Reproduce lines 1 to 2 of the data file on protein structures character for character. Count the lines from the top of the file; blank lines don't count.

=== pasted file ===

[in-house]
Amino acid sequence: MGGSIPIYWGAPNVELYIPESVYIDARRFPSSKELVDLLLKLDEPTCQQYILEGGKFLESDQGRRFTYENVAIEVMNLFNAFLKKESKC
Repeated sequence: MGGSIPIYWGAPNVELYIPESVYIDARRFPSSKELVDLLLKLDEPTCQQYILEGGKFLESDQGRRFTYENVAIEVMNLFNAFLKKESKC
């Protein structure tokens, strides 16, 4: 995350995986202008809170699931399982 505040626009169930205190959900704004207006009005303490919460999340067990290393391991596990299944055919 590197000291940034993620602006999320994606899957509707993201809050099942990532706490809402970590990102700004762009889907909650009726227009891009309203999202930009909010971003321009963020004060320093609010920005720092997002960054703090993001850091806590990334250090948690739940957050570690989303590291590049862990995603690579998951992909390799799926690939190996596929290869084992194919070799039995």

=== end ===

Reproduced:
[in-house]
Amino acid sequence: MGGSIPIYWGAPNVELYIPESVYIDARRFPSSKELVDLLLKLDEPTCQQYILEGGKFLESDQGRRFTYENVAIEVMNLFNAFLKKESKC